Bananas of Beachwood Canyon (and Los Feliz)
October 4, 2011 § 1 Comment
In his superb book, Banana: The Fate of the Fruit that Changed the World (Plume, 2008), Dan Koeppel explores the science, politics and history of this ubiquitous fruit in a way that can only be described as novelistic. The scope of the story is immense, and Koeppel tells it so compellingly that it has stuck in my mind ever since I finished reading it, ten months ago.
The only mistake in Banana, as far as I can see, is in the author’s biographical note, which reads:
[Koeppel] lives in Los Angeles, a place in whose vicinity nearly every kind of fruit–except bananas–was once grown.
As I told him, it’s not true. Los Angeles is warm enough for bananas, as many backyard gardeners and those at the Bel Air Hotel can attest. But bananas also used to be grown commercially–in Beachwood Canyon. Here’s a photo to prove it:
Originally I had thought the photo was of Clausen’s Ranch, located just north of Rapp’s Farm. But Clausen grew citrus, while Rapp specialized in more exotic fare: pineapples, avocados and cherimoyas–and, apparently, bananas.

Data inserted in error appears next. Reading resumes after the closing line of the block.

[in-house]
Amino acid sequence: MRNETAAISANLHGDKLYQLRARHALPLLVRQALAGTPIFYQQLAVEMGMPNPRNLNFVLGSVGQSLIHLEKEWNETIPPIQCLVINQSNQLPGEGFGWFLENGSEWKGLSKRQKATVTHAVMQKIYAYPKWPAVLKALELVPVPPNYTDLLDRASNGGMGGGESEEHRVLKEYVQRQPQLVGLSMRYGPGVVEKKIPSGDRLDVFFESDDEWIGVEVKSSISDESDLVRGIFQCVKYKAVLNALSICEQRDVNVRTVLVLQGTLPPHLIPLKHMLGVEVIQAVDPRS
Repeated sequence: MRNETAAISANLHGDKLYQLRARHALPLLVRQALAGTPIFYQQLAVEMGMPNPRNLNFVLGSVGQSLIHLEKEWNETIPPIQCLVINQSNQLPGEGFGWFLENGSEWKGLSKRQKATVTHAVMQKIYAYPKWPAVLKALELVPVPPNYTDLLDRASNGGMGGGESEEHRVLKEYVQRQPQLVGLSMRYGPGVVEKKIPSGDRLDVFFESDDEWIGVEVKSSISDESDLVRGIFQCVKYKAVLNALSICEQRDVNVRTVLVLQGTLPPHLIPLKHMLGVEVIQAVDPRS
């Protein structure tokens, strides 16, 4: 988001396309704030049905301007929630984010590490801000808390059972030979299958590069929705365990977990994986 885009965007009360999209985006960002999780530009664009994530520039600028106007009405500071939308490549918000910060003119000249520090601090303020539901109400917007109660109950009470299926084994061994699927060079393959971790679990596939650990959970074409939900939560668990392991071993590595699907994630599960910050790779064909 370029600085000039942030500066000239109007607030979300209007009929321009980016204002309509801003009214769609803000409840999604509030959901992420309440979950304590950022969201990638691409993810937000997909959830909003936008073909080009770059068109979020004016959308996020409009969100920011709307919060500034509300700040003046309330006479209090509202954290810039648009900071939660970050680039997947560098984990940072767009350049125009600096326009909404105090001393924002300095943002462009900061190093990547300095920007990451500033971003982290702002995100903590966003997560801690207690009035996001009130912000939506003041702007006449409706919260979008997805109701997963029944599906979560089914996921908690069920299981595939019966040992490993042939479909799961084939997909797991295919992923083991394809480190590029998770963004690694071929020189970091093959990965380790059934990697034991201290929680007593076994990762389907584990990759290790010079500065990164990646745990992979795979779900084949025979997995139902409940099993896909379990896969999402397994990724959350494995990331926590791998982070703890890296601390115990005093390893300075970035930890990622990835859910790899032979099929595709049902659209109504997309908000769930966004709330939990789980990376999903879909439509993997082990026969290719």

While Rapp might have been the sole commercial grower of bananas, none other than Harrison Gray Otis, publisher of the Los Angeles Times, grew bananas too. Here’s an old postcard of the trees on his estate in Laughlin Park (now Los Feliz):
As Koeppel writes in Banana, bananas require a frost-free climate in order to produce fruit. Not a problem: in the 6 years I’ve lived in Beachwood, there has been only one frost, a freak event that occurred in early 2006.
The reason we don’t see bananas trees in Hollywood anymore is the same reason we don’t see orange and lemon groves: all the farmland has been given over to buildings. But bananas once grew here; with enough space, they could grow again.